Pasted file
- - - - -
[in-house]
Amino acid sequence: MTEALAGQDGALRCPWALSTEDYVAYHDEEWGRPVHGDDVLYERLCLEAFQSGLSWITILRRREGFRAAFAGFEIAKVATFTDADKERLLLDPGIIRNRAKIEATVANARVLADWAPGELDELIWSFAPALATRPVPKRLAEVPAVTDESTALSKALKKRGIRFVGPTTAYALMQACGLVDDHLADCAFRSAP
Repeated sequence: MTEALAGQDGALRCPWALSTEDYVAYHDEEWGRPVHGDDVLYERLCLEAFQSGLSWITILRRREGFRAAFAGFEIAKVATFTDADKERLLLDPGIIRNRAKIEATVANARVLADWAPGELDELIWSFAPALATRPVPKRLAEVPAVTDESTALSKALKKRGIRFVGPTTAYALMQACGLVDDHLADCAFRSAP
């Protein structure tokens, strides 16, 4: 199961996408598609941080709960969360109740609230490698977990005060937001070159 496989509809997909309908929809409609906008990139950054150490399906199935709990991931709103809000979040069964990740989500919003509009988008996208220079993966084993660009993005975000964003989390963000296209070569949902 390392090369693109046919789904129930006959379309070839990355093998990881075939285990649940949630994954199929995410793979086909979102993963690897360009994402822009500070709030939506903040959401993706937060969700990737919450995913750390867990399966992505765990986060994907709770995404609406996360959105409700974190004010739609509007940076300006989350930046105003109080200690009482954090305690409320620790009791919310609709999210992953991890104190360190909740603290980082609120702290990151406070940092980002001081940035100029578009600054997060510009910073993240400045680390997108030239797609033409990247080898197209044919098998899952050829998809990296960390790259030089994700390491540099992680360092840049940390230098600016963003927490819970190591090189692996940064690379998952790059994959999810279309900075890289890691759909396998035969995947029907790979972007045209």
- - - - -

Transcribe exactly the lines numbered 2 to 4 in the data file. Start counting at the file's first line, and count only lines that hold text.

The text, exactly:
Amino acid sequence: MTEALAGQDGALRCPWALSTEDYVAYHDEEWGRPVHGDDVLYERLCLEAFQSGLSWITILRRREGFRAAFAGFEIAKVATFTDADKERLLLDPGIIRNRAKIEATVANARVLADWAPGELDELIWSFAPALATRPVPKRLAEVPAVTDESTALSKALKKRGIRFVGPTTAYALMQACGLVDDHLADCAFRSAP
Repeated sequence: MTEALAGQDGALRCPWALSTEDYVAYHDEEWGRPVHGDDVLYERLCLEAFQSGLSWITILRRREGFRAAFAGFEIAKVATFTDADKERLLLDPGIIRNRAKIEATVANARVLADWAPGELDELIWSFAPALATRPVPKRLAEVPAVTDESTALSKALKKRGIRFVGPTTAYALMQACGLVDDHLADCAFRSAP
């Protein structure tokens, strides 16, 4: 199961996408598609941080709960969360109740609230490698977990005060937001070159 496989509809997909309908929809409609906008990139950054150490399906199935709990991931709103809000979040069964990740989500919003509009988008996208220079993966084993660009993005975000964003989390963000296209070569949902 390392090369693109046919789904129930006959379309070839990355093998990881075939285990649940949630994954199929995410793979086909979102993963690897360009994402822009500070709030939506903040959401993706937060969700990737919450995913750390867990399966992505765990986060994907709770995404609406996360959105409700974190004010739609509007940076300006989350930046105003109080200690009482954090305690409320620790009791919310609709999210992953991890104190360190909740603290980082609120702290990151406070940092980002001081940035100029578009600054997060510009910073993240400045680390997108030239797609033409990247080898197209044919098998899952050829998809990296960390790259030089994700390491540099992680360092840049940390230098600016963003927490819970190591090189692996940064690379998952790059994959999810279309900075890289890691759909396998035969995947029907790979972007045209």